Congress pays tribute to Earth Day’s 40th anniversary April 22nd

By Jon H. Harsch

© Copyright Agri-Pulse Communications, Inc.

Washington, April 22 – On the Senate floor Thursday, Senate Majority Whip Dick Durbin (D-IL) marked Earth Day by pointing to the challenge of climate change. He said that next Monday, Senators John Kerry (D-MA), Barbara Boxer (D-CA), Jeff Bingaman (D-NM), Lindsey Graham (R-SC), and Joe Lieberman (I-CT) plan to introduce their climate bill. Durbin explained that the bipartisan bill is “certainly consistent with the goals of Earth Day and our national goals:”

  • “First, to reduce our dependence on foreign oil, to encourage domestic energy sources that are renewable and sustainable.
  • “Second, to create jobs which is our highest priority in this Congress with the recession that we face.
  • “The third thing, of course, is that we want to do something about pollution, carbon emissions, the impact that they have on our lungs and on our atmosphere.”

Durbin called the three goals “ an ambitious agenda because it engages the entire American economy.” But he warned that if the U.S. fails to achieve these goals, “we are going to fall behind in the development of industries that have great potential.”

Durbin called on his Senate colleagues to join in pursuing “clean energy alternatives, reducing our dependence on foreign oil, creating good paying jobs in industries with a future and in the process doing the right thing for Mother Earth.” He said “I’ve often spent my Earth Day back in Illinois downstate with farmers. I can’t think of any people in America closer to Mother Nature every single day of their lives and most of them are not all that comfortable with the so-called environmentalists.” He said farmers generally consider environmentalists too theoretical, “not grounded in the reality that farmers face.” But he added that farmers “come up with some common-sense approaches whether we’re talking about soil or water conservation, the reduction of the use of chemicals on the land, all of these things are consistent with both environmental goals and profitable farming. So I look at our stewards of the agricultural scene in America as part of our environmental community that could play a critical role in charting our course in making policies for the future.”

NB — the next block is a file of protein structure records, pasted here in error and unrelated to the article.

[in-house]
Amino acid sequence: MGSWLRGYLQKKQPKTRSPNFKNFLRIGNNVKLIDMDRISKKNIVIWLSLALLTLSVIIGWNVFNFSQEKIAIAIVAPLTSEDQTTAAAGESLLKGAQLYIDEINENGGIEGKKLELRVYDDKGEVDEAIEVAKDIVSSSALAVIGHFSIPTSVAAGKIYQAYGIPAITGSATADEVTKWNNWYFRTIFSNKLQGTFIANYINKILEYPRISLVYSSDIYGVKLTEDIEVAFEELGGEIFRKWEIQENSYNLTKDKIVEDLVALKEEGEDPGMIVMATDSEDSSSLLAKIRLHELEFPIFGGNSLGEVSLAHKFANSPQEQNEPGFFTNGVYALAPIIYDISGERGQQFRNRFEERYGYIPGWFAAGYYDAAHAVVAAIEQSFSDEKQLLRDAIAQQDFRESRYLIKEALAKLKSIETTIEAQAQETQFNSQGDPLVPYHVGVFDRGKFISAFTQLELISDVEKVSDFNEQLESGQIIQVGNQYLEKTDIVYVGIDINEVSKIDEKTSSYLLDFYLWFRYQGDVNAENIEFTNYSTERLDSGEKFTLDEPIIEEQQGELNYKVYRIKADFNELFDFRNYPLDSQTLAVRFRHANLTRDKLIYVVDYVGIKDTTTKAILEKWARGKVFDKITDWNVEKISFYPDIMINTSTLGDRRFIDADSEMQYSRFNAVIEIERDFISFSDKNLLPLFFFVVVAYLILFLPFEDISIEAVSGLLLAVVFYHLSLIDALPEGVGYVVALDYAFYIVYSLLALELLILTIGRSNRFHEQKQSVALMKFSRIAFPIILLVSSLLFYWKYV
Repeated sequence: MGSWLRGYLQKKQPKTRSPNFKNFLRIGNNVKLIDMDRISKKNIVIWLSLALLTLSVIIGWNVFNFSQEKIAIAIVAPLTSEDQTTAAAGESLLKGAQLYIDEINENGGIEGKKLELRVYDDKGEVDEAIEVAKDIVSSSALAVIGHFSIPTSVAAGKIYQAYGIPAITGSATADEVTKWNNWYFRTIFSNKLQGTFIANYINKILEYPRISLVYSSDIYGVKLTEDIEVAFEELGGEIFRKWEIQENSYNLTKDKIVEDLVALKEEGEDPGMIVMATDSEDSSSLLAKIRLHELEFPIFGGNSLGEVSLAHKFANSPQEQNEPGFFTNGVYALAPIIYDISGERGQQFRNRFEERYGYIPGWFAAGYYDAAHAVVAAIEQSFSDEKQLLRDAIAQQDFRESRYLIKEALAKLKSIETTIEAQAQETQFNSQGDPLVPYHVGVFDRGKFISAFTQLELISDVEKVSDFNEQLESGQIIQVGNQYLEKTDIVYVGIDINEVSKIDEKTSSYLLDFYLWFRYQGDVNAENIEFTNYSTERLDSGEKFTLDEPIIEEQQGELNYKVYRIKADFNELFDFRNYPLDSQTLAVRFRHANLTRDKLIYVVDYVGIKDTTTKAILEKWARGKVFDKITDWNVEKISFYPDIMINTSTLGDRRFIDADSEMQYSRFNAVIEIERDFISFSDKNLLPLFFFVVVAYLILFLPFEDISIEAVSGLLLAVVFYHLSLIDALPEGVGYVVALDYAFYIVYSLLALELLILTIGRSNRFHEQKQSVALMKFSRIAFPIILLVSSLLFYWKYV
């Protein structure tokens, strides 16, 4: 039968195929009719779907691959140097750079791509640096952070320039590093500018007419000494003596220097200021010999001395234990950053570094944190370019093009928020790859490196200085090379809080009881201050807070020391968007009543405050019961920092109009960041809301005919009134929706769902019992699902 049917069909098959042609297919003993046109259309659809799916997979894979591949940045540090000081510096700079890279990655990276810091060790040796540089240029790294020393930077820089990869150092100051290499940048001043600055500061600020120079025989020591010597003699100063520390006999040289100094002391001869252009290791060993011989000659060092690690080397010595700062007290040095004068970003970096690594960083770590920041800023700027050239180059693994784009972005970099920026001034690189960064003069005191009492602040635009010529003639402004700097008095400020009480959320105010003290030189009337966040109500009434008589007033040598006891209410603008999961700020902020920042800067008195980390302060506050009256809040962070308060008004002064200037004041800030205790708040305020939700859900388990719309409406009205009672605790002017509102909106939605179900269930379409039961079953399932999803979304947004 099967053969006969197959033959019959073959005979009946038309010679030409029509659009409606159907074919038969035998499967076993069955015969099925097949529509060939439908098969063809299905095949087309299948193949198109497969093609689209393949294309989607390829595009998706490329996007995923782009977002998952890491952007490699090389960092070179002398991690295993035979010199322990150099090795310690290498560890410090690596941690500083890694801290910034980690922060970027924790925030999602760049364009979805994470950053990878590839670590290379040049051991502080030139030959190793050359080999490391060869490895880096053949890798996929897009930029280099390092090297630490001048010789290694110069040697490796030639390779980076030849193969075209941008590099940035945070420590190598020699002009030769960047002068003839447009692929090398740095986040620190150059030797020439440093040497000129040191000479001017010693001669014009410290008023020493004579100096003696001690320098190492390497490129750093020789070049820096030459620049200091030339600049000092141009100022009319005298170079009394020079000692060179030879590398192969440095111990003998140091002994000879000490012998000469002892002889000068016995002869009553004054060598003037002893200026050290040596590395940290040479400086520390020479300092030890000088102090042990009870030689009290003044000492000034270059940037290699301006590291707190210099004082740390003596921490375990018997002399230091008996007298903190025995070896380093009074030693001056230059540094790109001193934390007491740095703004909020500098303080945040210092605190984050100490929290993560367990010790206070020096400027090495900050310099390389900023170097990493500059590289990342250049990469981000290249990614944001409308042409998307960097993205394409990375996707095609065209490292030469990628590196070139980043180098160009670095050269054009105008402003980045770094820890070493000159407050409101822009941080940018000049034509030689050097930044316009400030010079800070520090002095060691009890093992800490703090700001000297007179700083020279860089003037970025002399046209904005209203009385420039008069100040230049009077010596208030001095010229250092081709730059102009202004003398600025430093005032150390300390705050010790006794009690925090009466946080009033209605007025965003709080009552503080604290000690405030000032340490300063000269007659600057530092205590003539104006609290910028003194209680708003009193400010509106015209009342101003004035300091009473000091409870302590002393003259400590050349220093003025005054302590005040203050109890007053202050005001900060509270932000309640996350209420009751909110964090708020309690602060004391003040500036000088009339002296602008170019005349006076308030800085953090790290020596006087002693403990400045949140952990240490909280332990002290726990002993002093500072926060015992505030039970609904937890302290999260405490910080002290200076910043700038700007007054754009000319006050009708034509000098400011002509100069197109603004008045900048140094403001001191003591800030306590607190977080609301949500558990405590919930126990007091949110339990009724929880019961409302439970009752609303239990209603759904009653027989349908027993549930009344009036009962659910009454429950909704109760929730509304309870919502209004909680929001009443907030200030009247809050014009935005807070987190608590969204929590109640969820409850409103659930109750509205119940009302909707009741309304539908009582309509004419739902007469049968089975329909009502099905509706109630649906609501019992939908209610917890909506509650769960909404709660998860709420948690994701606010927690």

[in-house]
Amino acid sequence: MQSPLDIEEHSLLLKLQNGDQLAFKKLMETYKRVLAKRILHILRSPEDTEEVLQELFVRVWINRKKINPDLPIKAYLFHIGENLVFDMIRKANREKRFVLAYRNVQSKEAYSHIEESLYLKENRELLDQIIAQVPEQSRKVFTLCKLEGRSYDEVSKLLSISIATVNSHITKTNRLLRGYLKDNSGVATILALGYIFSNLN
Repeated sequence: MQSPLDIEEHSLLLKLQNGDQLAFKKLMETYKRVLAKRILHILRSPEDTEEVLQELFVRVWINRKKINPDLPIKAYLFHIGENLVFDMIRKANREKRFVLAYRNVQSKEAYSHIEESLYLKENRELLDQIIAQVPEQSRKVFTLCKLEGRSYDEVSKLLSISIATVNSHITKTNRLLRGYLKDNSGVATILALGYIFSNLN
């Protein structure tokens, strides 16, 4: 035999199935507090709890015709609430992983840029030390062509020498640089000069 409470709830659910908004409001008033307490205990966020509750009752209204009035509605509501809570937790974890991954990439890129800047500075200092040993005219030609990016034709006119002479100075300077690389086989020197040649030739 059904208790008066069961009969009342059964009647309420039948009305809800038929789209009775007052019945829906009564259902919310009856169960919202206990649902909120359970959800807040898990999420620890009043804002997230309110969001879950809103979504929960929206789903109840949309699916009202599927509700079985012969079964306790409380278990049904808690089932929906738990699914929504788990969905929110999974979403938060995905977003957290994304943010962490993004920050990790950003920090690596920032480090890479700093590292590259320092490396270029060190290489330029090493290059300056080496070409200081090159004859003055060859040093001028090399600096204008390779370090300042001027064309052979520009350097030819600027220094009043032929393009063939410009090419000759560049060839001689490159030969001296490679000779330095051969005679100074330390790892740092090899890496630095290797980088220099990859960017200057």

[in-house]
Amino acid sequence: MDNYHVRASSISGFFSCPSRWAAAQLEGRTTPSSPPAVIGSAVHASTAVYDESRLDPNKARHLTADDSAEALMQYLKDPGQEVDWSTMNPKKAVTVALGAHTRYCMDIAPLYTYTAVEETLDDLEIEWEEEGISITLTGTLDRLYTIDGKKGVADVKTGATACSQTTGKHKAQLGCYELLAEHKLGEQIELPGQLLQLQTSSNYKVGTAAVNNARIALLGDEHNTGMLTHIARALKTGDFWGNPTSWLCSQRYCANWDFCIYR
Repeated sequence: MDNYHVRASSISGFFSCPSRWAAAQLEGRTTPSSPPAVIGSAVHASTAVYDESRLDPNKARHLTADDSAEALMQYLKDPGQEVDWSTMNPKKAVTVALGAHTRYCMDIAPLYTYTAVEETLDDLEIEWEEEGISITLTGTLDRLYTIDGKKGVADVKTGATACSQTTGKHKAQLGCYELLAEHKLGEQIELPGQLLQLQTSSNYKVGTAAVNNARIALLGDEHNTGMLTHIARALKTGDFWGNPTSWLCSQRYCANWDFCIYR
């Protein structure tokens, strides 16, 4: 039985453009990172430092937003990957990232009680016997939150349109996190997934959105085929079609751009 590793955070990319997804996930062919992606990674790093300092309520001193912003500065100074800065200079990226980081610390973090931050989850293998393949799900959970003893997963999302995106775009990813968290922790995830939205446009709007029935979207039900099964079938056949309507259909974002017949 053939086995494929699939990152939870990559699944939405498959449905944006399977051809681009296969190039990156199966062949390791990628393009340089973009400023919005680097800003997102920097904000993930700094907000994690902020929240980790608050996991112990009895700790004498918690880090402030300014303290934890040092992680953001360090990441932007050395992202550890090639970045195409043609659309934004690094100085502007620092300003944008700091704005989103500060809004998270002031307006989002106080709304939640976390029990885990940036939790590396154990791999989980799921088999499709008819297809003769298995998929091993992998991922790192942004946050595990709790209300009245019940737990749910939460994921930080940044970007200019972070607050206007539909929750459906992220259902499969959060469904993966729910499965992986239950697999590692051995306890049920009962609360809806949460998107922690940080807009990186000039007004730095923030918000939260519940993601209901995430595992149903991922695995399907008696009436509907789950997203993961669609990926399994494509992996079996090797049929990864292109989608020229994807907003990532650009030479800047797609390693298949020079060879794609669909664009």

Sen. Tom Harkin also focused his Earth Day remarks on farmers and climate change. Despite substantial progress since the first Earth Day in 1970, Harkin said that “we still face significant environmental challenges in agriculture and industry, in cities, towns and rural areas.  For example, crop nutrients and pesticides we use in farming or on our lawns and gardens, along with wastewater discharges or smokestack emissions continue to require our attention.  Farmers in Iowa are continuing to improve their conservation and environmental efforts – such as proven resource protection practices like buffer strips along streams, crop and manure management and grass and tree planting – and I successfully led a strong push in the two most recent farm bills to provide much stronger assistance for farmers who adopt and maintain good conservation practices.”

Calling climate change “a monumental, international challenge,” Harkin said that he hopes the Senate will pass climate legislation soon.

Sen. Mark Udall (D-CO) commented that “Earth Day offers us the opportunity to renew our efforts to preserve our environment and fight global climate change.” He focused his remarks on jobs: “As we work to help Colorado and the United States recover from the current economic downturn, green jobs can provide a valuable source of growth. . . In recent years, renewable energy, natural gas, and other related industries have brought thousands of jobs to our state. Earth Day allows us to note the considerable benefits these industries have brought Colorado and focus upon the work we are doing to make greater gains in the future.”

To read more congressional Earth Day comments, go to:

To return to the News Index page, click: